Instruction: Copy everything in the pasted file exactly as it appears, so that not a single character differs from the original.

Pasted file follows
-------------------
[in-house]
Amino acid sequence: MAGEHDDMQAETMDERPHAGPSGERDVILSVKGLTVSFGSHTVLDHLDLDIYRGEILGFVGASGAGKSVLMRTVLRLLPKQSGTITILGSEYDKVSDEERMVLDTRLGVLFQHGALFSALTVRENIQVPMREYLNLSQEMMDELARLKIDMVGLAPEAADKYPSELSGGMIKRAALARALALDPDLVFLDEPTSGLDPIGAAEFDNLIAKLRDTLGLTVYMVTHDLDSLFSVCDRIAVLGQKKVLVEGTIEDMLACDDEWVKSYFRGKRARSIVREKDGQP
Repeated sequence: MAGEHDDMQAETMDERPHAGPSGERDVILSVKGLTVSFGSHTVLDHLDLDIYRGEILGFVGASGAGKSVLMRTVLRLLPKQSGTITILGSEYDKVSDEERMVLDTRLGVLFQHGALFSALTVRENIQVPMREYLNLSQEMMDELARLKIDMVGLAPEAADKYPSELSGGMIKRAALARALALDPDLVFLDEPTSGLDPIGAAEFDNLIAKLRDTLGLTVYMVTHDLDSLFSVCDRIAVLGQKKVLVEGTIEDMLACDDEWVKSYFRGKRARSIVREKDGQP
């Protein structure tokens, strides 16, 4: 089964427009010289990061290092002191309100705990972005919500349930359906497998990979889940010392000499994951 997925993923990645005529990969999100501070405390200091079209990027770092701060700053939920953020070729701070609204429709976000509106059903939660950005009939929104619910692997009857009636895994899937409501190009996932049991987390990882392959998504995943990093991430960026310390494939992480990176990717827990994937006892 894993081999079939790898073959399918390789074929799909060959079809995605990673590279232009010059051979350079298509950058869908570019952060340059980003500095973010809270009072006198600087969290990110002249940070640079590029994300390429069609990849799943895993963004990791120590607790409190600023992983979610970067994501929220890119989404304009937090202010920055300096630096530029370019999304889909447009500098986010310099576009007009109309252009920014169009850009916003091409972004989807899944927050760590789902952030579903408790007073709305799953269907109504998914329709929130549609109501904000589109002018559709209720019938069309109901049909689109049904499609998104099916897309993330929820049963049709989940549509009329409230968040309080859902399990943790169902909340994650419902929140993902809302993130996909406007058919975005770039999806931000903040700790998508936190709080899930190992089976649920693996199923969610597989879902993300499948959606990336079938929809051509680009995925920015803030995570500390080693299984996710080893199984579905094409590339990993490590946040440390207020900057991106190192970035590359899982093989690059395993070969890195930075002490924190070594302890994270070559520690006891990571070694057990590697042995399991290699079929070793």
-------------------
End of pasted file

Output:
[in-house]
Amino acid sequence: MAGEHDDMQAETMDERPHAGPSGERDVILSVKGLTVSFGSHTVLDHLDLDIYRGEILGFVGASGAGKSVLMRTVLRLLPKQSGTITILGSEYDKVSDEERMVLDTRLGVLFQHGALFSALTVRENIQVPMREYLNLSQEMMDELARLKIDMVGLAPEAADKYPSELSGGMIKRAALARALALDPDLVFLDEPTSGLDPIGAAEFDNLIAKLRDTLGLTVYMVTHDLDSLFSVCDRIAVLGQKKVLVEGTIEDMLACDDEWVKSYFRGKRARSIVREKDGQP
Repeated sequence: MAGEHDDMQAETMDERPHAGPSGERDVILSVKGLTVSFGSHTVLDHLDLDIYRGEILGFVGASGAGKSVLMRTVLRLLPKQSGTITILGSEYDKVSDEERMVLDTRLGVLFQHGALFSALTVRENIQVPMREYLNLSQEMMDELARLKIDMVGLAPEAADKYPSELSGGMIKRAALARALALDPDLVFLDEPTSGLDPIGAAEFDNLIAKLRDTLGLTVYMVTHDLDSLFSVCDRIAVLGQKKVLVEGTIEDMLACDDEWVKSYFRGKRARSIVREKDGQP
């Protein structure tokens, strides 16, 4: 089964427009010289990061290092002191309100705990972005919500349930359906497998990979889940010392000499994951 997925993923990645005529990969999100501070405390200091079209990027770092701060700053939920953020070729701070609204429709976000509106059903939660950005009939929104619910692997009857009636895994899937409501190009996932049991987390990882392959998504995943990093991430960026310390494939992480990176990717827990994937006892 894993081999079939790898073959399918390789074929799909060959079809995605990673590279232009010059051979350079298509950058869908570019952060340059980003500095973010809270009072006198600087969290990110002249940070640079590029994300390429069609990849799943895993963004990791120590607790409190600023992983979610970067994501929220890119989404304009937090202010920055300096630096530029370019999304889909447009500098986010310099576009007009109309252009920014169009850009916003091409972004989807899944927050760590789902952030579903408790007073709305799953269907109504998914329709929130549609109501904000589109002018559709209720019938069309109901049909689109049904499609998104099916897309993330929820049963049709989940549509009329409230968040309080859902399990943790169902909340994650419902929140993902809302993130996909406007058919975005770039999806931000903040700790998508936190709080899930190992089976649920693996199923969610597989879902993300499948959606990336079938929809051509680009995925920015803030995570500390080693299984996710080893199984579905094409590339990993490590946040440390207020900057991106190192970035590359899982093989690059395993070969890195930075002490924190070594302890994270070559520690006891990571070694057990590697042995399991290699079929070793």